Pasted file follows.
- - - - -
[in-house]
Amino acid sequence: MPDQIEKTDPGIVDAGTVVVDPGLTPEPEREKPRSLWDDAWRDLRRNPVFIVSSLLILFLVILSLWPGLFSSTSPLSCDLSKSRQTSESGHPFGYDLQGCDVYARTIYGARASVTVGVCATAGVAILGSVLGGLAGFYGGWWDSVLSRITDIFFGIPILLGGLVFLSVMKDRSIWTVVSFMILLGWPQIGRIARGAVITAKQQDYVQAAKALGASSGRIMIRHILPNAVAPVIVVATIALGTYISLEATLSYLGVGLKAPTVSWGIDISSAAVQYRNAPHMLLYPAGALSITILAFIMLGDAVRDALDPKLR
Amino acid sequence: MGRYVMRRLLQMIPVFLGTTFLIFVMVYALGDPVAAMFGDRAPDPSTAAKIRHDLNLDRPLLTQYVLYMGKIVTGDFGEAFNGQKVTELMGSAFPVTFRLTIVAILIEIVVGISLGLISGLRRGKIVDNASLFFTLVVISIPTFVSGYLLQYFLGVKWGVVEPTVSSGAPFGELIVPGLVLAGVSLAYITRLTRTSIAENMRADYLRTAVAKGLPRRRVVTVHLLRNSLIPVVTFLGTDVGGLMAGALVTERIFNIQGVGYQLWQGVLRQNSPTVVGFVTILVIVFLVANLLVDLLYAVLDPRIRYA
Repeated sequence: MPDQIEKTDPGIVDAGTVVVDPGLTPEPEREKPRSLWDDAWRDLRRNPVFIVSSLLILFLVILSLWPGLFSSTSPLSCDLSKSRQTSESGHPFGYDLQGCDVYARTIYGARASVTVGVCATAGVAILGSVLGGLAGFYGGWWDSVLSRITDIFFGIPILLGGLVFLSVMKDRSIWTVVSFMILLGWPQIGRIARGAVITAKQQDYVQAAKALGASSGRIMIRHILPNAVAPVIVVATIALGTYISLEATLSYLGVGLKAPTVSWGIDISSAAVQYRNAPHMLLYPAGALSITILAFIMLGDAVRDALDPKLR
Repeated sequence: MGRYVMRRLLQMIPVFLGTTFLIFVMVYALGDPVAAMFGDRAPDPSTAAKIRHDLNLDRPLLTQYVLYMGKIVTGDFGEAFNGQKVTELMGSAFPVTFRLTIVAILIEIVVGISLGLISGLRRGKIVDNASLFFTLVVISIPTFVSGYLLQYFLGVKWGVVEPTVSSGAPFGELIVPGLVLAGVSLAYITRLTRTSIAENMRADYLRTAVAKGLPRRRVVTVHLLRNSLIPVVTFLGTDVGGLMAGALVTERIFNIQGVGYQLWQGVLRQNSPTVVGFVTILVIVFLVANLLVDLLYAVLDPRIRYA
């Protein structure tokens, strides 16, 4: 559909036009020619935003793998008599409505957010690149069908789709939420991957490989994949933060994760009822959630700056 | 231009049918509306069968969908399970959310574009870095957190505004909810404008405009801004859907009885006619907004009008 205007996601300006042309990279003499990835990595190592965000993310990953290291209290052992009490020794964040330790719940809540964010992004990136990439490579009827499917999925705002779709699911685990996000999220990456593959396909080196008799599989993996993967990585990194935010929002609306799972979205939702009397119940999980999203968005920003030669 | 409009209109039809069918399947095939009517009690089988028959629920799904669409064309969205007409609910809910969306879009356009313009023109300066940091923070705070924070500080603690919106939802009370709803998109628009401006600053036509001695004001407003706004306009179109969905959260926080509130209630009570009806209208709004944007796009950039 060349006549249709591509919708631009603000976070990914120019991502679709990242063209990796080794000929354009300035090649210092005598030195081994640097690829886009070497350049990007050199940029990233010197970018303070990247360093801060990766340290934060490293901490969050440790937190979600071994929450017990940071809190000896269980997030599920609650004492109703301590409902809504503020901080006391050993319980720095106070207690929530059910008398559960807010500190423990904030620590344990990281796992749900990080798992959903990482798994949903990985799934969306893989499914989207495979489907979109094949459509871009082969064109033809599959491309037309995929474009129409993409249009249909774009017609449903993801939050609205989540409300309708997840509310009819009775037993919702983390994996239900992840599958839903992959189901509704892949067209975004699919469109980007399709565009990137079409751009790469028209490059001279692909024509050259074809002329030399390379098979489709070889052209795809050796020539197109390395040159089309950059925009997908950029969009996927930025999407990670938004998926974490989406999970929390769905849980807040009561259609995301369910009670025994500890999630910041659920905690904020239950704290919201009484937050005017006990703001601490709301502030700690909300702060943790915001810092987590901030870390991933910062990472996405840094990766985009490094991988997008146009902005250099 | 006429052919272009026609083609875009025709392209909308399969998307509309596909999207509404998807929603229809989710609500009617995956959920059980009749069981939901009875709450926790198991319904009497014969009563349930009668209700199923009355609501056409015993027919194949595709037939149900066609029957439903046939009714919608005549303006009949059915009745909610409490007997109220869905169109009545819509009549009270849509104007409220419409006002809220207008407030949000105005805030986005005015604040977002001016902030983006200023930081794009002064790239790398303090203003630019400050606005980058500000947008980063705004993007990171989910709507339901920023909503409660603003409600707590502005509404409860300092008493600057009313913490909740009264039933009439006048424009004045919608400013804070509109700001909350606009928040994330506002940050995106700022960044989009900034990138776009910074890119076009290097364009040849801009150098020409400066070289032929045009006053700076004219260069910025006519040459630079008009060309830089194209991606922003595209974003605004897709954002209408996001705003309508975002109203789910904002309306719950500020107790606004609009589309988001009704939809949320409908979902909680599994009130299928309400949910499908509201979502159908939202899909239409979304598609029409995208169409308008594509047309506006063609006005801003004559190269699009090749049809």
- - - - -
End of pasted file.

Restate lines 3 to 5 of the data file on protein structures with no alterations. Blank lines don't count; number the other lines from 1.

Amino acid sequence: MGRYVMRRLLQMIPVFLGTTFLIFVMVYALGDPVAAMFGDRAPDPSTAAKIRHDLNLDRPLLTQYVLYMGKIVTGDFGEAFNGQKVTELMGSAFPVTFRLTIVAILIEIVVGISLGLISGLRRGKIVDNASLFFTLVVISIPTFVSGYLLQYFLGVKWGVVEPTVSSGAPFGELIVPGLVLAGVSLAYITRLTRTSIAENMRADYLRTAVAKGLPRRRVVTVHLLRNSLIPVVTFLGTDVGGLMAGALVTERIFNIQGVGYQLWQGVLRQNSPTVVGFVTILVIVFLVANLLVDLLYAVLDPRIRYA
Repeated sequence: MPDQIEKTDPGIVDAGTVVVDPGLTPEPEREKPRSLWDDAWRDLRRNPVFIVSSLLILFLVILSLWPGLFSSTSPLSCDLSKSRQTSESGHPFGYDLQGCDVYARTIYGARASVTVGVCATAGVAILGSVLGGLAGFYGGWWDSVLSRITDIFFGIPILLGGLVFLSVMKDRSIWTVVSFMILLGWPQIGRIARGAVITAKQQDYVQAAKALGASSGRIMIRHILPNAVAPVIVVATIALGTYISLEATLSYLGVGLKAPTVSWGIDISSAAVQYRNAPHMLLYPAGALSITILAFIMLGDAVRDALDPKLR
Repeated sequence: MGRYVMRRLLQMIPVFLGTTFLIFVMVYALGDPVAAMFGDRAPDPSTAAKIRHDLNLDRPLLTQYVLYMGKIVTGDFGEAFNGQKVTELMGSAFPVTFRLTIVAILIEIVVGISLGLISGLRRGKIVDNASLFFTLVVISIPTFVSGYLLQYFLGVKWGVVEPTVSSGAPFGELIVPGLVLAGVSLAYITRLTRTSIAENMRADYLRTAVAKGLPRRRVVTVHLLRNSLIPVVTFLGTDVGGLMAGALVTERIFNIQGVGYQLWQGVLRQNSPTVVGFVTILVIVFLVANLLVDLLYAVLDPRIRYA